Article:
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Lord Wallace of Saltaire: My Lords, it has been a useful debate. I thank the Minister for being here after getting off a plane at whatever time this morning she got off it. We appreciate that Ministers in the Foreign Office work extremely hard. One of the arguments for having Ministers from the Foreign Office in the Lords is that it cuts down on the amount of constituency business, but it encourages Foreign Secretaries to make Ministers travel even more than would otherwise be the case. We appreciate the Minister's commitment to the Lords, and have very much appreciated the number of useful Foreign Office ministerial and official briefings that we have had; I note that we will have another next week.

I have to comment on the absence of Conservatives in the debate. I have often thought that Conservative attitudes to foreign policy were primarily concerned with Gibraltar and Zimbabwe, but I had not realised that the level of importance that they give to Iraq is so limited. We on these Benches give the Conservatives notice that, after the election, we will ask for a greater share of the resources provided for the Opposition in this House—one that is rather more proportionate to the contribution that the different opposition parties make to business in this House than to the historic position of the Conservatives, given that too many Conservatives from this House appear to be elsewhere.

The Minister of State, Foreign and Commonwealth Office (Baroness Symons of Vernham Dean): My Lords, I am terribly sorry to interrupt the noble Lord, but does that mean that he acknowledges that the Labour Party will win the election? What he says seems to imply that. I am delighted in his comments.

Lord Wallace of Saltaire: My Lords, I certainly intended to imply that I did not expect the Conservatives to win the election.

We are not focusing on the run-up to the war, or its justification or legality; that has been discussed a great deal and will no doubt be discussed again. Our concern here is with the processes of rebuilding and of the return of control from foreign occupation to Iraqi sovereignty. As several noble Lords said, our biggest difficulty is in gaining effective information from the outside. We look forward very much to the Minister's speech, hoping that she will be able to answer a number of our questions.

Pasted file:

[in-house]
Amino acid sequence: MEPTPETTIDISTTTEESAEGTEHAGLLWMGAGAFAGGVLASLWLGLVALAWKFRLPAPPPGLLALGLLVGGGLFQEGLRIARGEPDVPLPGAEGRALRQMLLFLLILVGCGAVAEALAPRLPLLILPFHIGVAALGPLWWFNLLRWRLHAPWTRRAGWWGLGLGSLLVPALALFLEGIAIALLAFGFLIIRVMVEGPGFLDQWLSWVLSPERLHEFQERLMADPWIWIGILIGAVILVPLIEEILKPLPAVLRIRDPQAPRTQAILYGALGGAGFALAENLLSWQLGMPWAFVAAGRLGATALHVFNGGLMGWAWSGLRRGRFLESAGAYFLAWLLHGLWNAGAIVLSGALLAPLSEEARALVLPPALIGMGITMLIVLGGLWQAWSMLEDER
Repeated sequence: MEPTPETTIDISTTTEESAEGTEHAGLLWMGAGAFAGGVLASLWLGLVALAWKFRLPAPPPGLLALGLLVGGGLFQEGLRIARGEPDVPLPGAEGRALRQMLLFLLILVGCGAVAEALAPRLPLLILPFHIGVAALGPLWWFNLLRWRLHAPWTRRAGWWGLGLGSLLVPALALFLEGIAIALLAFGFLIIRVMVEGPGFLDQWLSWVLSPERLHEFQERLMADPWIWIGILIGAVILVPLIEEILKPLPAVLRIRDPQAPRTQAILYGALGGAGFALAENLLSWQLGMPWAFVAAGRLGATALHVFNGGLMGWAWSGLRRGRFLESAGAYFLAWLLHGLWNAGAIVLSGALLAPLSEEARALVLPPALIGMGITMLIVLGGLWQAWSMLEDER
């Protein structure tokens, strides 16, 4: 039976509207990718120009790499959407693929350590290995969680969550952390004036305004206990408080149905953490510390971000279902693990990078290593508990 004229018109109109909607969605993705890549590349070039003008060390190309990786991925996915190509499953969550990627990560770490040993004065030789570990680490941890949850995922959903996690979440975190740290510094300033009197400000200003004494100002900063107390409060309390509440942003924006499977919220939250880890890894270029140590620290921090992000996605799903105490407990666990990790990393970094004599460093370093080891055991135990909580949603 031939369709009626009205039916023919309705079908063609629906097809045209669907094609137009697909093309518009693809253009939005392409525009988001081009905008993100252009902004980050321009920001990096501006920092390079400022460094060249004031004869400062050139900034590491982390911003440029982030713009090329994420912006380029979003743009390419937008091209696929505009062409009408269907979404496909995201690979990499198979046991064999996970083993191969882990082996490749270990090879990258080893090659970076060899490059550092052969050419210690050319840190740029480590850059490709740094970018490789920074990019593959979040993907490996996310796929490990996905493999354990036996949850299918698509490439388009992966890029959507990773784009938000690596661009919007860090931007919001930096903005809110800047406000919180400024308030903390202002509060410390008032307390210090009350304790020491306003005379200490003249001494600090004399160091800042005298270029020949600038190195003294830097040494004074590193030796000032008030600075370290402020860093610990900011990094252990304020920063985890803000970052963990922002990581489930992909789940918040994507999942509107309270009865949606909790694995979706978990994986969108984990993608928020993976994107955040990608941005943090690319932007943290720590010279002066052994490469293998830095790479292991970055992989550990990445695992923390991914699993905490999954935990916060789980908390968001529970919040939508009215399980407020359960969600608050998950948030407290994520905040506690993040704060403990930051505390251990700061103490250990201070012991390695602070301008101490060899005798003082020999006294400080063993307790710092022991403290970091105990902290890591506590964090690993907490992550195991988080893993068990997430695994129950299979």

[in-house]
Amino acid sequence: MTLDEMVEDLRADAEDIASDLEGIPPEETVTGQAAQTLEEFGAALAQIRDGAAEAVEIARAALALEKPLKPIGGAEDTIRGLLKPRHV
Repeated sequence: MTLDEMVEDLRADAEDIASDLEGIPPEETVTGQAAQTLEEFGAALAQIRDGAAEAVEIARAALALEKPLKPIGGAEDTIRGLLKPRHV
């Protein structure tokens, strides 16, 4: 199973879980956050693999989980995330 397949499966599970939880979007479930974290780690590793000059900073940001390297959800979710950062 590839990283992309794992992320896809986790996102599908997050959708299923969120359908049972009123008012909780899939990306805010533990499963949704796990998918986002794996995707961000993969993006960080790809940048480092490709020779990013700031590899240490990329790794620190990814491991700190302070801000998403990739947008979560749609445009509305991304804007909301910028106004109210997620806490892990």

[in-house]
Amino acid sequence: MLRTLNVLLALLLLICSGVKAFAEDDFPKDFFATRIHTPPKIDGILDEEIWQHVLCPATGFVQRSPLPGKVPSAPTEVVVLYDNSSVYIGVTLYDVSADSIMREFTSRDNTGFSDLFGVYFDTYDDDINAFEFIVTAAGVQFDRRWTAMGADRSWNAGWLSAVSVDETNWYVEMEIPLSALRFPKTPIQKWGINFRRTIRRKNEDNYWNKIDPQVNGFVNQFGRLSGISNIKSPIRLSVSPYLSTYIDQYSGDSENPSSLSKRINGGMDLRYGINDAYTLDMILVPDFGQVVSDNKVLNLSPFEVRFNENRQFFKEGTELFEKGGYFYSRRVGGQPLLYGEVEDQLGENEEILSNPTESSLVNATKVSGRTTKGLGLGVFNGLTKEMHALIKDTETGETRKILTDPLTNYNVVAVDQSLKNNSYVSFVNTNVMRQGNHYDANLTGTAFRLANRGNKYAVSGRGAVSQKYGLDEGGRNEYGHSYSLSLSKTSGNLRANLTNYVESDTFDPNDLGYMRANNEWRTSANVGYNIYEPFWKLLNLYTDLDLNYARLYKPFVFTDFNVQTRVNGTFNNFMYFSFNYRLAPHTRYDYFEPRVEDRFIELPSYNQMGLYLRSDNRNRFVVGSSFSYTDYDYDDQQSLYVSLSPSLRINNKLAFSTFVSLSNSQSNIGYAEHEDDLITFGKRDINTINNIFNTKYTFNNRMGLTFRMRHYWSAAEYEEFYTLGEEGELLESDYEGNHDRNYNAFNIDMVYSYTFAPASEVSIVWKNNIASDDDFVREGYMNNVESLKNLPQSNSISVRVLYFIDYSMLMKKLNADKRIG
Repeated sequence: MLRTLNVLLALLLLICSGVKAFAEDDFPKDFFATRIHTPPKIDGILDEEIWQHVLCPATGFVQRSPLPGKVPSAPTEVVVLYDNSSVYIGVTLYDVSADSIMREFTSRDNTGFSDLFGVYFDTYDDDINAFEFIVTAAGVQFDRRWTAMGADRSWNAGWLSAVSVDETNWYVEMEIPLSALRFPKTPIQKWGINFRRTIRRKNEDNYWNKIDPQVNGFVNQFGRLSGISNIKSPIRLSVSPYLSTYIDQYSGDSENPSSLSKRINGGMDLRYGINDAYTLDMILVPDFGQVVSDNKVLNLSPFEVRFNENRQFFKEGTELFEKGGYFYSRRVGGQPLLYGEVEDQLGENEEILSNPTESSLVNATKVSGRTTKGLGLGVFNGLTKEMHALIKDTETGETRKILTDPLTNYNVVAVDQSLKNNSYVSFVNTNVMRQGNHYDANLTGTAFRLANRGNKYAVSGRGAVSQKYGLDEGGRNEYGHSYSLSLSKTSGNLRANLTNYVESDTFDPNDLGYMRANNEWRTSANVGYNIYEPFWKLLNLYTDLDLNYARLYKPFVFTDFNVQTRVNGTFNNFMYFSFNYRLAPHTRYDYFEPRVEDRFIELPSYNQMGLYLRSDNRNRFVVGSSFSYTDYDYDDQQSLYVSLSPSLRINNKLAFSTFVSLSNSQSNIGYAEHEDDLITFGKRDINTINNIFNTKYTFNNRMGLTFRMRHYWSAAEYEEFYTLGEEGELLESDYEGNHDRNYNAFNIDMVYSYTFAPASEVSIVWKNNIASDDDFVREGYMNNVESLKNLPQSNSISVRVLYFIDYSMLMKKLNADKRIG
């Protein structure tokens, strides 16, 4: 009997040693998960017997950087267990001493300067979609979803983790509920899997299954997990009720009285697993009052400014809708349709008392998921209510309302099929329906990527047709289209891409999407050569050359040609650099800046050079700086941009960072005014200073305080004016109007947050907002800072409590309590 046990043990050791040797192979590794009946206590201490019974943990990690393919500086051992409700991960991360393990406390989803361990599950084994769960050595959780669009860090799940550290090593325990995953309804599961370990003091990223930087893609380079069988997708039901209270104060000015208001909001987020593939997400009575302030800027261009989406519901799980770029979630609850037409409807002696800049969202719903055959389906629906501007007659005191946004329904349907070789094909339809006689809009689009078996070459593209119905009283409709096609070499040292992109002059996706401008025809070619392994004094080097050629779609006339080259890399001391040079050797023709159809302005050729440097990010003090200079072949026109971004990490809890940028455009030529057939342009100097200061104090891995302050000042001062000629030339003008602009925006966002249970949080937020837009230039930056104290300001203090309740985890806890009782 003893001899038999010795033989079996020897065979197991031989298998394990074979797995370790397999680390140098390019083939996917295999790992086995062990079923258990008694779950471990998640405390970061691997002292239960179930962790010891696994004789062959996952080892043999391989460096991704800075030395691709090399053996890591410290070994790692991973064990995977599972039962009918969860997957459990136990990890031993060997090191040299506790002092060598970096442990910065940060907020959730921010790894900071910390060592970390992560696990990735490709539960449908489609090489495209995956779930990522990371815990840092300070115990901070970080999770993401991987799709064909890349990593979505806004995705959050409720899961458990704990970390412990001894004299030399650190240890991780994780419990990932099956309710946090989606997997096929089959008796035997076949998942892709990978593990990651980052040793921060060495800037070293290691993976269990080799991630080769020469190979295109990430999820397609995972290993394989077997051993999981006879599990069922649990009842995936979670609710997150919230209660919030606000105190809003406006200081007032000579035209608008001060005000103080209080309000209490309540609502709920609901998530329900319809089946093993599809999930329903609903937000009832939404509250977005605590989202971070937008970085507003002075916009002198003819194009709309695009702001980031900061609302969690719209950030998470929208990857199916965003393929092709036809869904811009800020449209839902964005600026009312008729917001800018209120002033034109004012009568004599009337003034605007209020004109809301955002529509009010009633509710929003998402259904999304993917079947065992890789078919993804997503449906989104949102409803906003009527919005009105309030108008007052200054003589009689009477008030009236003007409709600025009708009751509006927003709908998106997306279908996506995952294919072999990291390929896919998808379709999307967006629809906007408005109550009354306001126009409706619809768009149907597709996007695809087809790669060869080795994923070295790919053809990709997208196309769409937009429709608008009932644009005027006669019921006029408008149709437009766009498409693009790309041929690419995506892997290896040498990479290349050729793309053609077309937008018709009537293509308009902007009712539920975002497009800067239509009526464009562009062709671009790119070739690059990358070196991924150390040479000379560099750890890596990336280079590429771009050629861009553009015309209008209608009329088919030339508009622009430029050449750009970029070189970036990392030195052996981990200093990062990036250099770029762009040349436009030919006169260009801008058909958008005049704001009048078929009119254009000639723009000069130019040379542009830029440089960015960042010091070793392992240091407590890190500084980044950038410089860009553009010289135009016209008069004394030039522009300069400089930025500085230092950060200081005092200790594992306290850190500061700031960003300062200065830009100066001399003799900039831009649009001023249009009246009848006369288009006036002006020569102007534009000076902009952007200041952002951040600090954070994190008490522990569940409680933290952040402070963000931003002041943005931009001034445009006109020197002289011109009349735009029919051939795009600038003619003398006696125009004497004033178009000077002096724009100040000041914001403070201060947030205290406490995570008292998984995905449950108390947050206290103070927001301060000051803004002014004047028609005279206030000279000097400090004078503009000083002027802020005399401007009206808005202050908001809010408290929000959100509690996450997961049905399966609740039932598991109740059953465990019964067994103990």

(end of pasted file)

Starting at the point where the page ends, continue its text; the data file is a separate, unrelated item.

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The elections were a major step forward, but the delay in forming a government is extremely worrying. I say to the noble Lord, Lord Young of Norwood Green, that my noble friend Lord Dykes did not say that the elections were a sham. However, he said that the parliament so far had not been able to conduct any substantive business. We welcome the Minister's assessment of how far we have got.

We are also conscious that the period immediately after the invasion saw a number of crucial and dreadful mistakes. We have Larry Diamond to thank for telling us, in detail, in his Foreign Affairs article and others, just how awful those mistakes were. As the noble Lord, Lord Giddens, knows well, Larry Diamond was seconded to the Coalition Provisional Authority as a senior advisor, and became very rapidly disillusioned with the chaos and confusion within the CPA. I remind the Minister that he wrote that it had a policy of "freezing out the Brits".

The destruction of the Iraqi middle class in the chaos of the election, the difficulties of rebuilding a solid middle class when insurgents target all those who shoulder responsibility and criminals target all those with money—which means most of those with enterprise—are part of the difficulties we now face. We long to hear more about what the Minister thinks is happening with economic reconstruction. My noble friends have talked about the problems of the dominance of external contractors. Domestic recovery is needed, which will bring domestic employment.

Most of all, of course, we are concerned about the current and future role, and the continuing responsibilities, of foreign forces in Iraq. What is now the relationship between foreign forces and the emerging Iraqi government? Who is now in charge of prisons and prisoners? Under whose rules? What is the British Government's assessment of the capacities of Iraqi forces? Do we have a timetable for withdrawal yet, as others dribble away, disillusioned with American rules of engagement? The noble Baroness, Lady Turner of Camden, is quite right to argue that we have to avoid foreign forces becoming the focus for resistance and disorder, rather than part of the solution in rebuilding order, at all costs.